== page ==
Five things you need to know about the US election
The US presidential campaign steps up a notch on Wednesday with the first televised debate. A month before Americans go to the polls on 6 November, here are five key things to know.
1. There's one big issue
As many as 80% of voters rate the economy as very important to how they vote, according to research published last week by polling company Rasmussen Reports.
"The biggest issue is the economy, and jobs is one part - a very important part - of that," says Scott Rasmussen. "It's not just concern for people that don't have a job - 28% of workers are worried they might lose their job soon.
"And there's the housing market. Only 47% of homeowners believe their home is worth more than the mortgage, which is an unbelievable figure in America. We were taught we would grow up, buy a home and watch the equity grow, so many people feel betrayed."
One-term presidents Jimmy Carter and George Bush Sr left the White House when the economy struggled, the latter with Bill Clinton's de facto slogan "the economy, stupid" ringing in his ears.
Unemployment has remained stubbornly above 8% for 43 months and federal debt has passed $16tn, leading many commentators to wonder why Obama is not behind in the polls. Or to question whether the economy is really as big an issue as voters say it is.
The figures are not all doom and gloom, says Rasmussen. "Americans don't feel they are better off than they were four years ago, but they don't feel they are worse off either, and that's why the election is so competitive."
But just because the president is not behind in the polls doesn't mean the economy is not a big issue, he adds. Many people who think Obama has done a poor job are just not sure Romney would do any better.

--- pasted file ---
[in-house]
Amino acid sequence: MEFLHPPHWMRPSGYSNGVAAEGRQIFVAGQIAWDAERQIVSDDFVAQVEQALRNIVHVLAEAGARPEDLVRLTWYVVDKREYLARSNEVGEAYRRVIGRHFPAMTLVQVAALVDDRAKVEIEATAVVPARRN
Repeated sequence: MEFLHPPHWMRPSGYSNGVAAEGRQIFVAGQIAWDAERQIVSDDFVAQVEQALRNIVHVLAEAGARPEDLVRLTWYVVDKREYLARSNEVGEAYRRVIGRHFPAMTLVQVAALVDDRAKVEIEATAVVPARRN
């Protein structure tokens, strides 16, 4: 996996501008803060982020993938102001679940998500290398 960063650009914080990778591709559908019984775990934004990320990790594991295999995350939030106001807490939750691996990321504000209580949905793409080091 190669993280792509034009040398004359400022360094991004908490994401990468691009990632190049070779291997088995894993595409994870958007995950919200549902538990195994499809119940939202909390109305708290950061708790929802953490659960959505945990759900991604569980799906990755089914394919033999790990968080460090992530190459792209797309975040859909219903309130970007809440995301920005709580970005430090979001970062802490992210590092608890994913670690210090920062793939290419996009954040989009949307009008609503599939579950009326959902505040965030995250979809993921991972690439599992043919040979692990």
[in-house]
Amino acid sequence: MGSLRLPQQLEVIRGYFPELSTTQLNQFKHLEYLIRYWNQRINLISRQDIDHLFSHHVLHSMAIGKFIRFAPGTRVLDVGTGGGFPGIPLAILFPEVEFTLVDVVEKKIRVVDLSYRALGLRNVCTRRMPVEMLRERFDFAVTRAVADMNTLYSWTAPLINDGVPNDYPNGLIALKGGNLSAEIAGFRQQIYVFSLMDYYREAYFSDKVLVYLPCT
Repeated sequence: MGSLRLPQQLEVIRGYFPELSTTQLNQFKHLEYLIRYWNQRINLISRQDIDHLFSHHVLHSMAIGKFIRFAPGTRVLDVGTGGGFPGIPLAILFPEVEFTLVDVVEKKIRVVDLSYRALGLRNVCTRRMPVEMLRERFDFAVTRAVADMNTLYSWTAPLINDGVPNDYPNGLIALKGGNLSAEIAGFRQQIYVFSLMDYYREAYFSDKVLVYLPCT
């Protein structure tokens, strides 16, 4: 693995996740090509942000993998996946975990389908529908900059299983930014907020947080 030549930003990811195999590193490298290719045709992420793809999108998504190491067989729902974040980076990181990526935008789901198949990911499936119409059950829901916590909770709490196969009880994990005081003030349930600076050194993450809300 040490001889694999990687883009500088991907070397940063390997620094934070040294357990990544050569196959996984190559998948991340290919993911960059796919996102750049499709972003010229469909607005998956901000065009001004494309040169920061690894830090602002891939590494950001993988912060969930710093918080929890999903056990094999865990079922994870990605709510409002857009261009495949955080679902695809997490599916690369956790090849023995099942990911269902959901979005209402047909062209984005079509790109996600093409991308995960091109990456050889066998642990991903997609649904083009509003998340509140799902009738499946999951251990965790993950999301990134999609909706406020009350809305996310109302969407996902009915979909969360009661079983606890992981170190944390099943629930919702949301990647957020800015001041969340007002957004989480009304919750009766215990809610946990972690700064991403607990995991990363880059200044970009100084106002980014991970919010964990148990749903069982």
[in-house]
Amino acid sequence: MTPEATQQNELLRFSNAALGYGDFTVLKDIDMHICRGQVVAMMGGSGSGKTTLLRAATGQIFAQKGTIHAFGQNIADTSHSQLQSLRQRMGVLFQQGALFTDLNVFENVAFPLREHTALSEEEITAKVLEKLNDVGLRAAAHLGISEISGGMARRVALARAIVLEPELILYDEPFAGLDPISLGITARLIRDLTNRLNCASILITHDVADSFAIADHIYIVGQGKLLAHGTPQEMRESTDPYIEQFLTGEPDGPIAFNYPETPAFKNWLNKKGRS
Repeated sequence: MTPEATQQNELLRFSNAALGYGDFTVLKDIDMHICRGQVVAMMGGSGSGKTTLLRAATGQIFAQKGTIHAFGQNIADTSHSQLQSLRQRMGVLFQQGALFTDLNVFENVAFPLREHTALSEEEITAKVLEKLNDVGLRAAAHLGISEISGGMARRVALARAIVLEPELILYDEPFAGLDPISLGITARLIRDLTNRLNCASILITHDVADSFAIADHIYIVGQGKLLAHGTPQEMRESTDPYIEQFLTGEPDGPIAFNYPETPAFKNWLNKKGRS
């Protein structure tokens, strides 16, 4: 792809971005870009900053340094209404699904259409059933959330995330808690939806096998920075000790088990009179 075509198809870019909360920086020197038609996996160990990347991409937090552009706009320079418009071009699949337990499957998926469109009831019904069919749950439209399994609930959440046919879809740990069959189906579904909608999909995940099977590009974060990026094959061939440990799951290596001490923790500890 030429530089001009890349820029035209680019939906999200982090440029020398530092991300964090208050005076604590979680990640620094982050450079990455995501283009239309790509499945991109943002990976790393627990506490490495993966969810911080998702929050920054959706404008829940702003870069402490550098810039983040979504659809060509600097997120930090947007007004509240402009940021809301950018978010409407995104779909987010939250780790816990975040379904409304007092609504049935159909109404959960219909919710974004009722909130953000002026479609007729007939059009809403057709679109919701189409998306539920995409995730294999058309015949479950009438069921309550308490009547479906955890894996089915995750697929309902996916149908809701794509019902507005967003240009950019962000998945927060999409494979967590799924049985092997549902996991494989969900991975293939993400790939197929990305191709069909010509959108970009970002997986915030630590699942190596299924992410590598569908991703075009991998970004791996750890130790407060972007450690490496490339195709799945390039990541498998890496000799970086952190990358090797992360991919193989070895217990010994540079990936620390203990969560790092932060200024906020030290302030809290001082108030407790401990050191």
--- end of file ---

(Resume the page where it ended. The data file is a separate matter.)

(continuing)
Plus, a number of Americans still blame George W Bush for the economic problems.
2. Only a few states matter
It's all about the so-called swing states, or battleground states, because much of the US is heavily Democrat or Republican, and therefore unlikely to change hands.
Ohio, which has unemployment below the national average, has gained mythical status as the bellwether state, having correctly picked the successful presidential candidate in every election since 1960. With 18 electoral college votes, spending by both parties in this state has been in the tens of millions of dollars.
Ohio households have been receiving automated telephone calls from campaigners twice a week for six months. And every evening, prime time television is dominated by campaign adverts.
"I've lived in half a dozen different states but never seen this saturation between TV, radio and other media," says Tim Gaddie, 37, a doctorate student at Ohio's Bowling Green State University who works at a local history museum,
"For the last election, I was in Indiana and it's definitely more involved here. The most annoying thing is the phone calls, but there's something to be said for it all. I'm glad that people care enough to be involved and have a discussion."
There are two Americas during the election campaign - the one where it's hard to escape the bombardment of campaign slogans and messages, and the one where life goes on almost as normal.
3. The electorate is changing
Every month there are 50,000 more Hispanics eligible to vote in the US. The Hispanic community passed the 50m mark in 2010, which is 16.3% of the national population.